In less than two weeks, you will have to remember to write “2016” on your checks. You also may have embarked on a New Years’ Resolution and if so, there’s a good chance that will involve getting more exercise, spending time with friends and family, traveling to new places, enjoying nature or spending time with yourself. Exploring the many great hiking trails in and around Los Angeles can be a great way to accomplish several of those things at once. The good news is that there are tons of great hiking trails in the L.A. area for all seasons, helping you stay on track with your goals all year. Here are twelve hikes – one for each month – to help inspire you to get outside, get exercise and enjoy the world around you, in 2016 and beyond.
Slide Mountain is located on the northwestern edge of the Santa Clarita Valley, making it convenient not only for residents of that area but for the San Fernando and San Gabriel Valleys. A historic fire lookout sits on top of the mountain, which also offers excellent views, especially during the clear visibility days of winter. The 11-mile round trip is sure to burn off some of those Egg Nog calories, but the hike is easy to follow and not too steep, making it a good choice for those who are intimidated about going farther into the wilderness.
Cedar Creek Falls is one of San Diego’s most popular–and controversial–hikes. Much of the controversy stems from the risks of this “reverse” (down first then back up) hike. Its exposed terrain and high spring and summer temperatures have caused a lot of problems for unprepared hikers. Fortunately in February, temperatures are cooler and even if there’s not much water, the views on the way down are worth the visit–and the effort required to climb back up.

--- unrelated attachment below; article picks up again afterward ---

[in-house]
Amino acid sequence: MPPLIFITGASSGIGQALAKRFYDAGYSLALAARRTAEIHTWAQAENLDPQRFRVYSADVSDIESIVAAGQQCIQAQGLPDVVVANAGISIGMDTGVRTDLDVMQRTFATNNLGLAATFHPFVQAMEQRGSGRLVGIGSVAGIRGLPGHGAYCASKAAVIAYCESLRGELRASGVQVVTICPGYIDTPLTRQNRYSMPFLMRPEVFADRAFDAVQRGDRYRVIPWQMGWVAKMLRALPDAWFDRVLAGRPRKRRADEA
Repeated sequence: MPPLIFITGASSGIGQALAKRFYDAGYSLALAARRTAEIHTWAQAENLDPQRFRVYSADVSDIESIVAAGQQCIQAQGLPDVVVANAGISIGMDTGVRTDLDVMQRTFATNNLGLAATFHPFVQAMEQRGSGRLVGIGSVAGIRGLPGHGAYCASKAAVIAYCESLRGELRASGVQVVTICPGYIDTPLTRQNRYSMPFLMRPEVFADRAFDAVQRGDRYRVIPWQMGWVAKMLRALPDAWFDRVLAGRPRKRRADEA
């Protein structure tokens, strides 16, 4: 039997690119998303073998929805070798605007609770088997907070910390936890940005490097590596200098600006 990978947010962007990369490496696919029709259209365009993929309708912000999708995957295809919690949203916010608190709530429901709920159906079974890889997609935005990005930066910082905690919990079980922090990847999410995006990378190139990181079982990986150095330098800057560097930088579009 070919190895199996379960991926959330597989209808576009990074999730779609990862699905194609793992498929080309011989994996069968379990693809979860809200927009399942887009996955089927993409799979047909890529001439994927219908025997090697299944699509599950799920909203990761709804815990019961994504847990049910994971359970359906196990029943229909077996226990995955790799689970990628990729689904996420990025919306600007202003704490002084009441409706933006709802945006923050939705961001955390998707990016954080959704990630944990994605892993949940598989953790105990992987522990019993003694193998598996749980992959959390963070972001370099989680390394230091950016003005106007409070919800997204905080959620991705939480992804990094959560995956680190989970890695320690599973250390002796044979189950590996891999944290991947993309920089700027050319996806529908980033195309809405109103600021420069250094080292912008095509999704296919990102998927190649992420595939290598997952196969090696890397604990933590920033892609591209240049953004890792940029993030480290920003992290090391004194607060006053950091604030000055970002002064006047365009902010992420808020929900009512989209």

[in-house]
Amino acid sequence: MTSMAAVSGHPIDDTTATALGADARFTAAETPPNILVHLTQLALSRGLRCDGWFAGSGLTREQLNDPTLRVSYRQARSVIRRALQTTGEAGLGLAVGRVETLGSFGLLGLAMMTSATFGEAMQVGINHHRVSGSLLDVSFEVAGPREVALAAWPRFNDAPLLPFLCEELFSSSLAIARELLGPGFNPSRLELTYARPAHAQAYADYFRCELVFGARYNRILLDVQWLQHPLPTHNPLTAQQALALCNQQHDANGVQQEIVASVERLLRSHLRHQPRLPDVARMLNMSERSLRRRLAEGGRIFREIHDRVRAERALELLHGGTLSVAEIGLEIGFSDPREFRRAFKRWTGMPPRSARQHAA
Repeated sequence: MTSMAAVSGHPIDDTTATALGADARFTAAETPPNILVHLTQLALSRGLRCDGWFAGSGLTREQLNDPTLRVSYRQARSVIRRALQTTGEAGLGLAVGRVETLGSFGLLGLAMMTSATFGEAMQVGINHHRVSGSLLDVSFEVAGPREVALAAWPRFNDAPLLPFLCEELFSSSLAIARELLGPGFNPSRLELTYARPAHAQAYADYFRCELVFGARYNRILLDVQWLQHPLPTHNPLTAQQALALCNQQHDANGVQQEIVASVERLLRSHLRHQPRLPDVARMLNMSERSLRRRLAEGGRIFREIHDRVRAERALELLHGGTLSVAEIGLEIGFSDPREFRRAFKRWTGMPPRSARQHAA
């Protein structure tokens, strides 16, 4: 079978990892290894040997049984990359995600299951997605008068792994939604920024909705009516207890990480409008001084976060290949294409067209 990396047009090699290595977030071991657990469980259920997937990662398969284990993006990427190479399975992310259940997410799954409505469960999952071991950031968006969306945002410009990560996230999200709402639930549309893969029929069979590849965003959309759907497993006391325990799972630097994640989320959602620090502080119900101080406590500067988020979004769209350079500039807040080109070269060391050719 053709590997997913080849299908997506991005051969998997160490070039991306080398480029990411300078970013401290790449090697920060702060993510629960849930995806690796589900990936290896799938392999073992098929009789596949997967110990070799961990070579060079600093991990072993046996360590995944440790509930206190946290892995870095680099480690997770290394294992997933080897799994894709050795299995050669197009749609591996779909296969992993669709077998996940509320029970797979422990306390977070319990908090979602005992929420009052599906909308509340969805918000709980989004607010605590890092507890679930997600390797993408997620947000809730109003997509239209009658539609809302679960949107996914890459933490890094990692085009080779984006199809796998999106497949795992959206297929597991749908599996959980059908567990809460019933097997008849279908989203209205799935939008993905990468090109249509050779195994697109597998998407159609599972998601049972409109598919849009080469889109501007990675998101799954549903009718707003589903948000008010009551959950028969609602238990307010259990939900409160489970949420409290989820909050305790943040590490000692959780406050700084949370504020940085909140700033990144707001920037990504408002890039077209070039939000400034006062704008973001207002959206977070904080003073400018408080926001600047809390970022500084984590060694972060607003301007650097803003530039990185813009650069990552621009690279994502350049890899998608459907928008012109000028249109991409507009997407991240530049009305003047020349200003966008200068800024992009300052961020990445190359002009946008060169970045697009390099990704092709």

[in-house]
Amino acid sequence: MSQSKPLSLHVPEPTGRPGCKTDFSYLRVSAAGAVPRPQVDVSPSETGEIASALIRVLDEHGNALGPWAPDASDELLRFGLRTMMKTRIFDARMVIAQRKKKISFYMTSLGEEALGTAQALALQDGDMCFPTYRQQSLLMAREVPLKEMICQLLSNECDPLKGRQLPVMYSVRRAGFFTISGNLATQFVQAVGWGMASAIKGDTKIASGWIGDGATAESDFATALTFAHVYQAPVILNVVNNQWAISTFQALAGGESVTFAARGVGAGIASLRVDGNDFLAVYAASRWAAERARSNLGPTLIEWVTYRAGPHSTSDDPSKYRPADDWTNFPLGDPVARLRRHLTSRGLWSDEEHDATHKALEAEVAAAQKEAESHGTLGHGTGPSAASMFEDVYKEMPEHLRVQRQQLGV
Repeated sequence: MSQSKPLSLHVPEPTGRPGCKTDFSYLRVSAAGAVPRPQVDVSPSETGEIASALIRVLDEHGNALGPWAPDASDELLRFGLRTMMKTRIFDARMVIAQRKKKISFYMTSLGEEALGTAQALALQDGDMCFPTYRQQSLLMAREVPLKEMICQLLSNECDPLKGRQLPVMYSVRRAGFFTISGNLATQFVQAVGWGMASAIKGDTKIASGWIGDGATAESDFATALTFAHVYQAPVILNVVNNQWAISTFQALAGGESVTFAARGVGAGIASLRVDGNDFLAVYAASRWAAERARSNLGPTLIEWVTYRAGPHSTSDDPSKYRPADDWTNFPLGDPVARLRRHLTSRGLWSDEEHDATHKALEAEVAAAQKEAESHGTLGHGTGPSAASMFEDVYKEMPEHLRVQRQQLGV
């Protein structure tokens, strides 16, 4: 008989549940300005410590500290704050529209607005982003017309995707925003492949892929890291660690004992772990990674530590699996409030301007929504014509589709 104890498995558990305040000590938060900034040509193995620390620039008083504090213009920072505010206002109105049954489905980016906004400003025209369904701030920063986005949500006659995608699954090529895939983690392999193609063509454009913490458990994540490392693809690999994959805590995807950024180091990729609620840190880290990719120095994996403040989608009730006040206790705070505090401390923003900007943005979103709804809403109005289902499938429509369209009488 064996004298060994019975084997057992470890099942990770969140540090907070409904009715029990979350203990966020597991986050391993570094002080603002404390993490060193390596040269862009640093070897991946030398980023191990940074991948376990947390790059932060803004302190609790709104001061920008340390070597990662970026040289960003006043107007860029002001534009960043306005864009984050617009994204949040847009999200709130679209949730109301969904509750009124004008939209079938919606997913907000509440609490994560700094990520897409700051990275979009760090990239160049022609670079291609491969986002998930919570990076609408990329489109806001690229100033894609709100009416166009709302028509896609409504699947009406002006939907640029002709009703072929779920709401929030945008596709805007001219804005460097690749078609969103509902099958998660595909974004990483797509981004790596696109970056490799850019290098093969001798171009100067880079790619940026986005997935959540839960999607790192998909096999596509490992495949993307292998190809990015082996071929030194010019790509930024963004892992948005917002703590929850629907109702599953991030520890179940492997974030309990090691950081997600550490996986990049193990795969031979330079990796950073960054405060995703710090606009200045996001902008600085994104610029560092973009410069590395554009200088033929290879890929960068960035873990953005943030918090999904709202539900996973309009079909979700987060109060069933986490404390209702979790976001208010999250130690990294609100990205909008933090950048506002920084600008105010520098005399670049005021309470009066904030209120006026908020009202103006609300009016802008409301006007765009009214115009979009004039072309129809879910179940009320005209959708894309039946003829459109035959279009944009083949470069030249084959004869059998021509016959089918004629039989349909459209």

The sprawling Wind Wolves Preserve is located in the southern San Joaquin Valley–an area not known as a hiking destination. In the cool spring months, the huge park is a perfect place to lose yourself in nature.
Strawberry Peak is the tallest summit in the front country of the Angeles National Forest. Despite the notoriously steep last mile to the top, the hike has long been a favorite of L.A. outdoor enthusiasts and has finally re-opened following the Station Fire of 2009.
If your trip to Cedar Creek Falls inspired you to get out and explore more of San Diego’s wild side, consider a trip to Palomar Mountain State Park, a mile-high destination that supports year-round hiking. The Thunder Creek/Chimney Flats loop shows off some of the park’s best plant life, mountain views and even some history.
Wildhorse Trail Camp is an overlooked gem in the San Gorgoino Mountains. The 8-mile round trip hike features panoramic mountain views en route to a secluded trail camp, making it a perfect way to escape the notorious summer heat of the Inland Empire.
Mt. Waterman may be best known as a skiing destination, but during the summer, it offers hikers to experience cool mountain air and panoramic views. If you went a little heavy on the bratwursts at the 4th of July barbecue, this is an excellent place to burn off some calories.
Gold Mountain is located on the north shore of Big Bear Lake. From the top you will enjoy not only panoramic views of the lake but of the high desert and the rest of the San Bernardino Mountains.
The San Emigdio Mountains which straddle the boundaries of L.A., Ventura and Kern Counties are surprisingly unknown to many hikers, but with elevations ranging from 4,000 to almost 9,000 feet, they provide a great variety of scenery as well as a good break from summer heat. Lilly Meadows Campground can be reached with a 7-mile round trip hike that shows off the transitional climate from high desert to mountains.
Cuyamaca Peak is San Diego County’s second highest summit. In October, changing leaves add color on the way up and the views from the top are hard to beat. It’s also one of the few dog-friendly hikes in any of San Diego County’s state parks.
Southern California isn’t known for its waterfalls, but those in the know always appreciate the chance to visit one. Third Stream Falls, on the eastern slope of the San Gabriel Mountains, is tough to reach, requiring a four-wheel drive vehicle for the three mile dirt road to the trail head and somewhat tricky to find, not being officially marked, but those who make the effort get to enjoy the secluded 30-footer.
End your year on a strong note with Chaparrosa Peak near Pioneertown. Like the peaks of Joshua Tree National Park, this summit features outstanding desert and mountain views–snow-capped San Gorgonio and San Jacinto in particular – but lacks the crowds, allowing you to enjoy it all in peace and quiet and perhaps contemplate where you want to explore in 2017.